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The Road To Penury

It was just like the old days in South Africa. Marching, police and protest. This was not a protest against an oppressive regime; this was a free people unwilling to pay for new roads.

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Struggle songs pierced the air to the sound of marching feet. Protestors jabbed sticks and steel poles to the skies.

One of them was petrol attendant, Thabo Moloedi, who makes the 80km journey from Sasolburg to Johannesburg along the N1 every day. He says tolls will hit millions like him in the pocket.

“Let’s ban them all,” he says.

Roads are the artery of every country and in Africa they are like gold dust. South Africa has spent R20 billion ($2.6 billion) on 185km of spanking new highways that would be welcome from Harare to Cairo.

The problem is now the government wants the people to pay for them. That will mean motorists forking out R14.2 billion ($1.85 billion) day by day. Every time motorists drive up or down the N1, N3, N12 R21, near Johannesburg, from April 30, they will  have to pay 30c for every kilometre calculated by sensors in huge overhead gantries. Those who buy a so called e-tag will pay directly from their bank account —those who don’t will be sent a more expensive bill through the post. If you don’t play ball, you could be prosecuted and new laws are on the way to cover this.

The plan has led to months of grumbling and accusations that the car-driving class is being used as a cash cow. It has also sparked one of the biggest protests seen in democratic South Africa. The Gauteng province protest was one of 34 across the country, which called on more than two million union members. Tens of thousands marched in Johannesburg alone.

“Tolls are a big burden and are going to fuel inflation,” says Lesiba Seshoka, the national spokesperson for the National Union of Mineworkers—the most powerful union in the land.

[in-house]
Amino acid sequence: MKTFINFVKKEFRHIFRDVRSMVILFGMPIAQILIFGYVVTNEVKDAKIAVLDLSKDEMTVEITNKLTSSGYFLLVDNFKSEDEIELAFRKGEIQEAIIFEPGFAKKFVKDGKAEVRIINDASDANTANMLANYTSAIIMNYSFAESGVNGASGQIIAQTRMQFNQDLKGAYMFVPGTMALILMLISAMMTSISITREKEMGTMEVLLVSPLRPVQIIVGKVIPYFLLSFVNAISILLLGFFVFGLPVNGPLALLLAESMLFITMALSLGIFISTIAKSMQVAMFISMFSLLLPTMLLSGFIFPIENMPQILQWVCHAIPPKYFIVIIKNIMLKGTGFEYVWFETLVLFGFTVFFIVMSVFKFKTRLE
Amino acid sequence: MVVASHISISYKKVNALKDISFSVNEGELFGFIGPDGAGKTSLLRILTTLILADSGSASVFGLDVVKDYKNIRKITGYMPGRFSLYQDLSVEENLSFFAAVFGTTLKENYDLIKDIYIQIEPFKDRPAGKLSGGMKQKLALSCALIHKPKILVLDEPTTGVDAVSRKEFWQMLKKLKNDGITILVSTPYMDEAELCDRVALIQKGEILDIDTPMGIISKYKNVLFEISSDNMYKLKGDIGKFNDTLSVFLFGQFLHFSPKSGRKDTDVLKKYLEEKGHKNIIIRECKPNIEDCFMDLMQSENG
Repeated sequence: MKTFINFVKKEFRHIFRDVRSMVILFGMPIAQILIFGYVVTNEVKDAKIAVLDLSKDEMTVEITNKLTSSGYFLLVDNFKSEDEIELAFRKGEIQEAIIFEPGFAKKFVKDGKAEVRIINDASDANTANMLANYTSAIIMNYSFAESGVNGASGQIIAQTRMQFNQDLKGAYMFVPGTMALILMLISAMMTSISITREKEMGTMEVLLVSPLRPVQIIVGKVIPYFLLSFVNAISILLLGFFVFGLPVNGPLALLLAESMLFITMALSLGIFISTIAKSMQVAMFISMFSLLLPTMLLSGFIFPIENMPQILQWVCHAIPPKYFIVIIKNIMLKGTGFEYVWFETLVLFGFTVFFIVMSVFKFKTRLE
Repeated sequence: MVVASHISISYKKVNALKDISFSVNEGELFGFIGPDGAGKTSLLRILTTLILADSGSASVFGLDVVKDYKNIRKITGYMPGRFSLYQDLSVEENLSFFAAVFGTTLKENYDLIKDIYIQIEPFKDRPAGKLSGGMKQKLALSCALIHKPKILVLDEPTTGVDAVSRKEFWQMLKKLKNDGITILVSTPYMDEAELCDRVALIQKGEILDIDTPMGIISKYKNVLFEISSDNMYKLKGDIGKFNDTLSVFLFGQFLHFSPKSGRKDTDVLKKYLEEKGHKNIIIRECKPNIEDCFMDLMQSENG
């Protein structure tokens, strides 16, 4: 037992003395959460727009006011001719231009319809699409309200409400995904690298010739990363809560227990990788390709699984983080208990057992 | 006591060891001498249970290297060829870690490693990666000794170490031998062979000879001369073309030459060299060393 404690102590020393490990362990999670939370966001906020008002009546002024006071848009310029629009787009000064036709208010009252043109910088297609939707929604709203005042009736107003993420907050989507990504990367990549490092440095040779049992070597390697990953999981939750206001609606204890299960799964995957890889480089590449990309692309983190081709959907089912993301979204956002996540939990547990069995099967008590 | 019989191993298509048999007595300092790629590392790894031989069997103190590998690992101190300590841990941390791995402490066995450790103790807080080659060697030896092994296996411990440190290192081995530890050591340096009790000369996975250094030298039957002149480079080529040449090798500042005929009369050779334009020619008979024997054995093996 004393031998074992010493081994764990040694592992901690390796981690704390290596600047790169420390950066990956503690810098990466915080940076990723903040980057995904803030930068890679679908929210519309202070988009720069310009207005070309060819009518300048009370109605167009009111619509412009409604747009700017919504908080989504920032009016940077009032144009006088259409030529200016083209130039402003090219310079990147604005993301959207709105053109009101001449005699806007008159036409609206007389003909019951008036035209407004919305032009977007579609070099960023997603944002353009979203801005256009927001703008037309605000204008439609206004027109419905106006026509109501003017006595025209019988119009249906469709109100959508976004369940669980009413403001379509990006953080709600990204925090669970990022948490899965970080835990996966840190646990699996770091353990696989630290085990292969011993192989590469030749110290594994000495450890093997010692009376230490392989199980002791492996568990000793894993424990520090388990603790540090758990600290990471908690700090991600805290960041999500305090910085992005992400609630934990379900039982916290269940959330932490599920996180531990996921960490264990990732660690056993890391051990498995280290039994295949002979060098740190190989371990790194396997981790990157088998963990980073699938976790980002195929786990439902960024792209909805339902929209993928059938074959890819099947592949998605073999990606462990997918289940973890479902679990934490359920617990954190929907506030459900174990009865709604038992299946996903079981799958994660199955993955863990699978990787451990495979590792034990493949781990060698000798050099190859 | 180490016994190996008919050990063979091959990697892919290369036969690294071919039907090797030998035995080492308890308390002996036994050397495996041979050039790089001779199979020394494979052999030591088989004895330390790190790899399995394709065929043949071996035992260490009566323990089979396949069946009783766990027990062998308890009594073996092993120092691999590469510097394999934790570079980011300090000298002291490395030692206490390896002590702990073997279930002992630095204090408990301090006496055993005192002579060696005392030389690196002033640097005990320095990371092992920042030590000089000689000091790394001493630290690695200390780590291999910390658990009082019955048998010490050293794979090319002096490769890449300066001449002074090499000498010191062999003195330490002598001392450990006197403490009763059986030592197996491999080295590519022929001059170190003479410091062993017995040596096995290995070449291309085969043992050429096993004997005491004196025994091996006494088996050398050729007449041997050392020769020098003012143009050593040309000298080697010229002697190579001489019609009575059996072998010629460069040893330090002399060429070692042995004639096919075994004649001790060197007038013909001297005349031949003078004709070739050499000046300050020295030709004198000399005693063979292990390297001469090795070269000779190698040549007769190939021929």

“We are still a developing country yet government is subjecting us to pay tolls. Whose pockets are going to be filled with this money?” says Dikshi Patel, a 45-year-old worker in the airline industry.

“The government has put the cart before the horse on this issue. A reliable, affordable and safe transport system should be a priority. If you start with the e-tolling system without ensuring that people can move freely from one place to another, you are disadvantaging these people, says Zingiswa Losi, the second deputy president of Cosatu the country’s trade union federation.

The South African Road Agency Limited (Sanral) is building through borrowing on local capital markets. It claims that if roads were funded purely by tax, citizens would still be waiting for their smooth highways.  Sanral calls the e-tag a “user fee” and denies it is double taxation for those who already pay car tax and fuel levy. During his annual budget speech, in Cape Town, on February 22, Finance Minister, Pravin Gordhan, assigned R5.8 billion to Sanral to help pay for the roads. This money allowed Sanral to cut toll fees from 60c to 30c per kilometre for cars in a bid to silence the howl of outrage. It appears to have failed.

Gordhan defended the cost of the toll roads saying they will ease traffic congestion. “Users benefit through lower vehicle operating costs, time savings and improved safety,” he says.

South Africans will also have to dig deeper to pay an increase in the general fuel levy on petrol and diesel, which will rise by 20c a liter on April 4. The money will go to pay for the new highways and motorists are not happy about that either.

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